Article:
Treatment of 6 (48 mg, 0.14 mmol) with D/L-homocysteine (28 mg, 0.06 mmol), as described for 7, and purification by HPLC (5% CH3CN/H2O for 45 min at 2.5 mL/min; tR = 35.0 min) gave 9 (13 mg, 30%): 1H NMR (D2O) δ 1.40 (s, 3H), 1.56 (s, 3H), 2.03–2.23 (m, 2H), 2.72 (t, J = 7.6 Hz, 2H), 2.79 (dd, J = 7.1, 14.3 Hz, 1H), 3.03 (dd, J = 3.2, 14.3 Hz, 1H), 3.48 (s, 3H), 3.80 (dd, J = 4.1, 9.0 Hz, 1H), 3.78–3.83 (m, 1H), 4.12 (ddd, J = 3.1, 7.1, 9.3 Hz, 1H), 4.97 (t, J = 3.9 Hz, 1H), 5.90 (d, J = 3.7, 1H); MS m/z 322 (100%, MH+).

S-(3,5-Dideoxy-D-erythro-pentofuranos-5-yl)homocysteine (10)

A solution of 7 (9 mg, 0.03 mmol) in TFA/H2O (9:1, 3 mL) was stirred for 45 min. at 0°C (ice-bath). The reaction mixture was evaporated and coevaporated [toluene (3×), CH3CN (3×)] and the residue was purified by HPLC (5% CH3CN/H2O for 25 min at 2.5 mL/min) to yield 7 (7 mg, 90%, α/β, ~1:3; tR = 12.6 min): 1H NMR (D2O) δ 2.02 (ddd, J = 4.7, 9.4, 14.0 Hz, 1H), 2.06–2.25 (m, 3H), 2.69–2.78 (m, 2H), 2.78–2.91 (m, 2H), 3.87 ("t", J = 6.1 Hz, 1H), 4.26 (d, J = 4.6 Hz, 0.75H), 4.35 ("dt", J = 4.1, 6.8 Hz, 0.25H), 4.44–4.53 (m, 1H), 5.26 (s, 0.75H), 5.35 (d, J = 4.0 Hz, 0.25H); HRMS (LCT-ESI) m/z calcd for C9H17O5NSNa [M+Na]+ 274.0725, found 274.0725.

S-(5-Deoxy-3-O-methyl-D-xylofuranos-5-yl)homocysteine (11)

Treatment of 8 (22 mg, 0.07 mmol) with TFA/H2O, as described for 10, and purification by HPLC (5% CH3CN/H2O for 45 min at 2.5 mL/min; tR = 20 min) gave 11 (12 mg, 60%; α/β, ~1:1): 1H NMR (D2O) δ 2.06–2.24 (m, 2H), 2.68–2.76 (m, 2H), 2.78–2.85 (m, 1.5H), 2.91 (dd, J = 5.9, 13.7 Hz, 0.5H), 3.41 (s, 1.5H), 3.44 (s, 1.5H), 3.80 (dd, J = 1.7, 4.7 Hz, 0.5H), 3.83–3.89 (m, 1H), 3.92 (dd, J = 4.0, 4.8 Hz, 0.5H), 4.20 (s, 0.5H), 4.24 (t, J = 4.1 Hz, 0.5H), 4.38–4.47 (m, 1H), 5.20 (s, 0.5H), 5.39 (d, J = 4.4 Hz, 0.5H); HRMS (LCT-ESI) m/z calcd for C10H19O6NSNa [M+Na]+ 304.0831, found 304.0829.

S-(5-Deoxy-3-O-methyl-D-ribofuranos-5-yl)homocysteine (12)

Treatment of 9 (10 mg, 0.03 mmol) with TFA/H2O, as described for 10, and purification by HPLC (5% CH3CN/H2O for 45 min at 2.5 mL/min; tR = 20 min) gave 12 (5 mg, 59%; α/β, ~3:7): 1H NMR (D2O) δ 2.07–2.26 (m, 2H), 2.70–2.79 (m, 2H), 2.79–2.99 (m, 2H), 3.44 (s, 0.9H), 3.47 (s, 2.1H), 3.78 (t, J = 5.0 Hz, 0.3H), 3.84 (t, J = 5.5 Hz, 0.3H), 3.86 (dd, J = 5.5, 7.0 Hz, 0.7H), 3.94 (dd, J = 4.5, 6.5 Hz, 0.7H), 4.07–4.14 (m, 1H), 4.23 (dd, J = 1.3, 4.3 Hz, 0.7H), 4.29 ("t" J = 4.6 Hz, 0.3H) 5.26 (s, 0.7H), 5.37 (d, J = 4.0 Hz, 0.3H); HRMS (LCT-ESI) m/z calcd for C10H19O6NSNa [M+Na]+ 304.0831, found 304.0827.

1,2-O-Isopropylidene-3,5-O-sulfonyl-α-D-xylofuranose (14)

To a stirred solution of diol 1333 (0.4 g, 2.11 mmol) in CH2Cl2 (12 mL) were added TEA (1.2 mL, 8.42 mmol) and SOCl2 (2 M/DCM; 2.1 mL, 4.22 mmol) at −78 °C under argon atmosphere. The mixture was allowed to warm to 0 °C and stirred until the reaction was completed (1 h). The reaction mixture was diluted in DCM (50 mL), washed with H2O (20 mL), dried over MgSO4, and concentrated to dryness. The residue was dissolved in CCl4 (6 mL) and CH3CN (6 mL). To the resulting solution was added H2O (9 mL) followed by RuCl3 hydrate (15 mg) and NaIO4 (0.9 g, 4.22 mmol) at 0 °C. The mixture was stirred for 2 h, diluted in EtOAc (50 mL), washed with H2O (20 mL), dried over MgSO4, and concentrated in reduced pressure. The crude product was purified by silica gel chromatography (EtOAc/hexane, 1:2) to afford the cyclic sulfate 14 (0.39 g, 74%) as a white solid: 1H NMR δ 1.33 (s, 3H), 1.49 (s, 3H), 4.24 (m, 1H), 4.70 (d, J = 3.6 Hz, 1H), 4.81 (d, J = 12.8 Hz, 1H), 4.95 (dd, J = 2.0, 12.8 Hz, 1H), 5.16 (d, J = 2.0 Hz, 1H), 6.03 (d, J = 4.0 Hz, 1H); 13C NMR δ 26.1, 26.5, 69.3, 72.4, 82.8, 86.5, 104.7, 113.1; HRMS (ESI) m/z calcd for C8H12O7SNa+ [M+Na+] 275.0201, found 275.0212.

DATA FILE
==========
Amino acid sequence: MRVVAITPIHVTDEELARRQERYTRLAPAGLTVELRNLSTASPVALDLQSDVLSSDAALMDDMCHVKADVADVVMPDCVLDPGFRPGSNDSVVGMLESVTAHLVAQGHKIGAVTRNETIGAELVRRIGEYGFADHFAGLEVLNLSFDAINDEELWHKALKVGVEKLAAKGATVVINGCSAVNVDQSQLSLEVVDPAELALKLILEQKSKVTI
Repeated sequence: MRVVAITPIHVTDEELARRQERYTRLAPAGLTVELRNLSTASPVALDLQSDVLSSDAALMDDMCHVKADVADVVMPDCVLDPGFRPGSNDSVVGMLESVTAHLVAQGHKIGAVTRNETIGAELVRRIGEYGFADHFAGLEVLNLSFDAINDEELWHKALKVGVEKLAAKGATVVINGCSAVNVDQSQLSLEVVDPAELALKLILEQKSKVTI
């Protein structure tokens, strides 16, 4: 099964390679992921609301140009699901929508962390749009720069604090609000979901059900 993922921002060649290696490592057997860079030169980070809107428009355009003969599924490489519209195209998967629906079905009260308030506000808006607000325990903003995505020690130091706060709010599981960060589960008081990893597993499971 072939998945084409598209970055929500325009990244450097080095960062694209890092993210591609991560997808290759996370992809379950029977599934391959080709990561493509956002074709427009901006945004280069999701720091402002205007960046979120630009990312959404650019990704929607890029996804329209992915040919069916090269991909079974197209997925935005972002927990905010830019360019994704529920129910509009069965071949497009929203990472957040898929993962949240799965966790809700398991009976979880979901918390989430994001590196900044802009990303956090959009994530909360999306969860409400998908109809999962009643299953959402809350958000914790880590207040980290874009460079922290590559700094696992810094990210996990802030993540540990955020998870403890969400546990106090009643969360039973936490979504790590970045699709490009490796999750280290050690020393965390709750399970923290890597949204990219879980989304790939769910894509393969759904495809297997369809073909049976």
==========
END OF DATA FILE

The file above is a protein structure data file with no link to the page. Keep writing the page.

N-tert-Butoxycarbonyl-S-(5-deoxy-1,2-O-isopropylidene-α-D-xylofuranos-5-yl)-L-homocysteine tert-Butyl ester (15)

To a solution of BocNH-CH(CH2CH2SH)-CO2tBu (1.1 g, 3.77 mmol) in DMF (15 mL) was added BuLi (2.5 M/hexane; 0.9 mL, 2.26 mmol) at 0 °C under argon atmosphere. After stirring for 5 min, a solution of cyclic sulfate 14 (0.38 g, 1.51 mmol) dissolved in DMF (10 mL) was added. The mixture was stirred for 4 h, diluted with EtOAc (75 mL), washed with H2O (25 mL) and brine (25 mL). The organic layer was dried over MgSO4 and concentrated to dryness. The residue was dissolved in THF (3 mL) and concentrated H2SO4 (2 µL) and H2O (2 µL) were added at 0 °C. The mixture was stirred for 1 h at 0 °C and then partitioned between EtOAc (100 mL) and 5% NaHCO3 solution (40 mL). The organic layer was collected, washed with H2O (20 mL) and brine (20 mL), dried over MgSO4 and concentrated under vacuum. The crude product was purified by silica gel chromatography (EtOAc/hexane, 2:3) to afford alcohol 15 (0.47 g, 67%) as a white solid: 1H NMR δ 1.29 (s, 3H), 1.43 (s, 9H), 1.45 (s, 9H), 1.48 (s, 3H), 1.87 (m, 1H), 2.09 (m, 1H), 2.50 (d, J = 5.6 Hz, 1H), 2.56–2.69 (m, 2H), 2.81 (dd, J = 8.4, 13.2 Hz, 1H), 2.87 (dd, J = 5.2, 13.2 Hz, 1H), 4.21–4.30 (m, 3H), 4.51 (d, J = 3.6 Hz, 1H), 5.10 (d, J = 5.6 Hz, 1H), 5.90 (d, J = 3.6 Hz, 1H); 13C NMR δ 26.2, 26.7, 28.0, 28.3, 28.6, 29.2, 33.0, 53.2, 74.9, 79.7, 80.0, 82.4, 85.2, 104.7, 111.6, 155.5, 171.4; HRMS (ESI) m/z calcd for C21H37NO8SNa+ [M+Na+] 486.2138, found 486.2141.